Weighing the Odds: A Course in Probability and Statistics

Couverture
Cambridge University Press, 2 août 2001 - 547 pages
Statistics do not lie, nor is probability paradoxical. You just have to have the right intuition. In this lively look at both subjects, David Williams convinces mathematics students of the intrinsic interest of statistics and probability, and statistics students that the language of mathematics can bring real insight and clarity to their subject. He helps students build the intuition needed, in a presentation enriched with examples drawn from all manner of applications, e.g., genetics, filtering, the Black–Scholes option-pricing formula, quantum probability and computing, and classical and modern statistical models. Statistics chapters present both the Frequentist and Bayesian approaches, emphasising Confidence Intervals rather than Hypothesis Test, and include Gibbs-sampling techniques for the practical implementation of Bayesian methods. A central chapter gives the theory of Linear Regression and ANOVA, and explains how MCMC methods allow greater flexibility in modelling. C or WinBUGS code is provided for computational examples and simulations. Many exercises are included; hints or solutions are often provided.
 

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Table des matières

Introduction
1
12 Sharpening our intuition
18
13 Probability as Pure Maths
23
14 Probability as Applied Maths
25
15 First remarks on Statistics
26
16 Use of Computers
31
Events and Probabilities
35
21 Possible outcome actual outcome and Events
36
73 Joint pdfs transformations
246
74 Conditional pdfs
258
75 Multiparameter Bayesian Statistics
265
Linear Models ANOVA etc
283
82 The Orthonormality Principle and the Ftest
295
the Mathematics
304
84 Goodness of fit robustness hierarchical models
339
85 Multivariate Normal MVN Distributions
365

22 Probabilities
39
23 Probability and Measure
42
3 Random Variables Means and Variances
47
32 DFs pmfs and pdfs
50
33 Means in the case when 12 is finite
56
34 Means in general
59
35 Variances and Covariances
65
Conditioning and Independence
73
42 Independence
96
43 Laws of large numbers
103
a first look
116
45 A simple strong Markov principle
127
46 Simulation of IID sequences
130
Generating Functions and the Central Limit Theorem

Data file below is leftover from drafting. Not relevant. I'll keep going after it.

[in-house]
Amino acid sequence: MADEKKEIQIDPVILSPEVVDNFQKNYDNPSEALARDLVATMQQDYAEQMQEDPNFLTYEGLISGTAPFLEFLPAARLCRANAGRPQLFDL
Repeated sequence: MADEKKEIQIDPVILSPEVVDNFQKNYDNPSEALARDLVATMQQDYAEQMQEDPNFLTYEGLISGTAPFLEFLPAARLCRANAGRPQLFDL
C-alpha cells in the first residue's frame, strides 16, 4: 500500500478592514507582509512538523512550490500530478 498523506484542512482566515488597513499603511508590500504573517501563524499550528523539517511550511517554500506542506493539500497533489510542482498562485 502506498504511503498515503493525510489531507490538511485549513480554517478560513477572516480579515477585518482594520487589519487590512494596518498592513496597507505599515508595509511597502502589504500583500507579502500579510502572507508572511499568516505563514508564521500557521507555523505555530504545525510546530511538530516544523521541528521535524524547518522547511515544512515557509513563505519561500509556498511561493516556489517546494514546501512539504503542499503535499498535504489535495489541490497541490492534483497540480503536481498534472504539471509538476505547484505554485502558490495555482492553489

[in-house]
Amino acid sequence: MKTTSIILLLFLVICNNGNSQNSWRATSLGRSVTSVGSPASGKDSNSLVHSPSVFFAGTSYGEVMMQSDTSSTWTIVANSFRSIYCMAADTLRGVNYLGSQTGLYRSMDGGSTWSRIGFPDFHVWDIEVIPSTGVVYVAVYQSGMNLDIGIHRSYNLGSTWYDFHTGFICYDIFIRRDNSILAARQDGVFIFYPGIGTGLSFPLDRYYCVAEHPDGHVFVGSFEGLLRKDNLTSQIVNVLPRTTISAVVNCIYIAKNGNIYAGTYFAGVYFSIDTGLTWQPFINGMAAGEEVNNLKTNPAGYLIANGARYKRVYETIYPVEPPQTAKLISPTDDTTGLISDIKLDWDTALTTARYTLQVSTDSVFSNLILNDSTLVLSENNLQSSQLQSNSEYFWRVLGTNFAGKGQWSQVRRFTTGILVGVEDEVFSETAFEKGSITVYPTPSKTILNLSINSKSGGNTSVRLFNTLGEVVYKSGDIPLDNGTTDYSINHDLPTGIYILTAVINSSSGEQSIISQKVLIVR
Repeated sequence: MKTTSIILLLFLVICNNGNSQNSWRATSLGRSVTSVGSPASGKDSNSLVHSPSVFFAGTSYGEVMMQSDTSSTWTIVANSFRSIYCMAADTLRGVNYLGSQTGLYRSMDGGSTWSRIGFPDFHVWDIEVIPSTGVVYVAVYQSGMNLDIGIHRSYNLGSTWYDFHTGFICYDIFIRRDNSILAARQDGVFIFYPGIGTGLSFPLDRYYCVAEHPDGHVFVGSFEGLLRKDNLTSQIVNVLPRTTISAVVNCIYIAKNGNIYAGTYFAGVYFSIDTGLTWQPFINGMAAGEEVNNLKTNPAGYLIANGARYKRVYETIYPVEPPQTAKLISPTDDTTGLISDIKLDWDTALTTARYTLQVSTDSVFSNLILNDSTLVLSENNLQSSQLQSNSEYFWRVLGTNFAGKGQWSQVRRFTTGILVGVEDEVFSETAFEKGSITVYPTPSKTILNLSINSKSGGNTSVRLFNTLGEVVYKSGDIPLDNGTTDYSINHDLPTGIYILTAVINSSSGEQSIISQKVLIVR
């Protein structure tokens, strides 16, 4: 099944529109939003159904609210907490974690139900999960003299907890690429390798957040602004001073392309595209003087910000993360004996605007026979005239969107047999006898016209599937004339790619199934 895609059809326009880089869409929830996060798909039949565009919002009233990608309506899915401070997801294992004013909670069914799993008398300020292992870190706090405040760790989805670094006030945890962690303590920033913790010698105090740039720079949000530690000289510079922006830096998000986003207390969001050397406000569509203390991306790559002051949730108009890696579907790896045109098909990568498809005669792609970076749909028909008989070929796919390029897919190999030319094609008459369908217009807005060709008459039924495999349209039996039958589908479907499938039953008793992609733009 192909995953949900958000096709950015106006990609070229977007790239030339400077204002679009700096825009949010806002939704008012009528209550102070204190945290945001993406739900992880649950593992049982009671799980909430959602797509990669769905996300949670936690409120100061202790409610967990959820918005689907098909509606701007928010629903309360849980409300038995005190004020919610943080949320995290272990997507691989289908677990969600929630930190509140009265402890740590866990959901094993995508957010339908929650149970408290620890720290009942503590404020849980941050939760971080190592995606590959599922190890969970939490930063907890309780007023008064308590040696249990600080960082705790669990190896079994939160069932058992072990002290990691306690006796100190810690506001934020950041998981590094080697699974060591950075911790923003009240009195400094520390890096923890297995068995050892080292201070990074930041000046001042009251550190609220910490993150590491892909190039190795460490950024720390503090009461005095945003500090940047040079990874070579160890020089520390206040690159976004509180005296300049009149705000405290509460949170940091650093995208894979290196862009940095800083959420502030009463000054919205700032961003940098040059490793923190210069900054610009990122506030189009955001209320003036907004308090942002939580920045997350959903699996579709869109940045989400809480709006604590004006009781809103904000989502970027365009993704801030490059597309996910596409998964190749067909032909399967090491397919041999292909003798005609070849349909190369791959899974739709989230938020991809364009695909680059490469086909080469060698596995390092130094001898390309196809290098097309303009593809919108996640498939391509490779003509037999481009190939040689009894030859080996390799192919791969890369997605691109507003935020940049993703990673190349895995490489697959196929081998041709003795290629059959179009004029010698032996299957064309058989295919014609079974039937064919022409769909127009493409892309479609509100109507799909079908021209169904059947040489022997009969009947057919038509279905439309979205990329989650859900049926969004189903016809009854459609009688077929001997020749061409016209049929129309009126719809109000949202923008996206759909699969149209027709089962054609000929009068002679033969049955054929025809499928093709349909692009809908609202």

141
51 General comments on the use of Generating Functions GFs
142
52 Probability generating functions pgfs
143
53 Moment Generating Functions MGFs
146
54 The Central Limit Theorem CLT
156
55 Characteristic Functions CFs
166
Confidence Intervals for oneparameter models
169
62 Some commonsense Frequentist CIs
173
63 Likelihood sufficiency exponential family
181
64 Brief notes on Point Estimation
187
associated CIs
192
66 Bayesian Confidence Intervals
199
67 Hypothesis Testing if you must
222
Conditional pdfs and multiparameter Bayesian Statistics
240
72 Jacobians
243
Some further Probability
383
91 Conditional Expectation
385
92 Martingales
406
93 Poisson Processes PPs
426
Quantum Probability and Quantum Computing
440
a first look
441
102 Foundations of Quantum Probability
448
a closer look
463
104 Spin and Entanglement
472
105 Spin and the Dirac equation
485
106 Epilogue
491
Some Prerequisites and Addenda
495
Appendix A3 o notation
496
Appendix A5 The Axiom of Choice
498
Appendix A6 A nonBorel subset of 01
499
Appendix A8 A nonuniqueness example for moments
500
Appendix A9 Proof of a TwoEnvelopes result
501
Discussion of some Selected Exercises
502
Tables
514
Table of the normal distribution function
515
Upper percentage points for t
516
Upper percentage points for x²
517
Upper 5 percentage points for F
518
A small Sample of the Literature
519
Bibliography
525
Index
539
Droits d'auteur

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Expressions et termes fréquents

Fréquemment cités

Page 530 - D 1997 Markov Chain Monte Carlo: Stochastic Simulation for Bayesian Inference. Chapman and Hall, London Gílfand A E.

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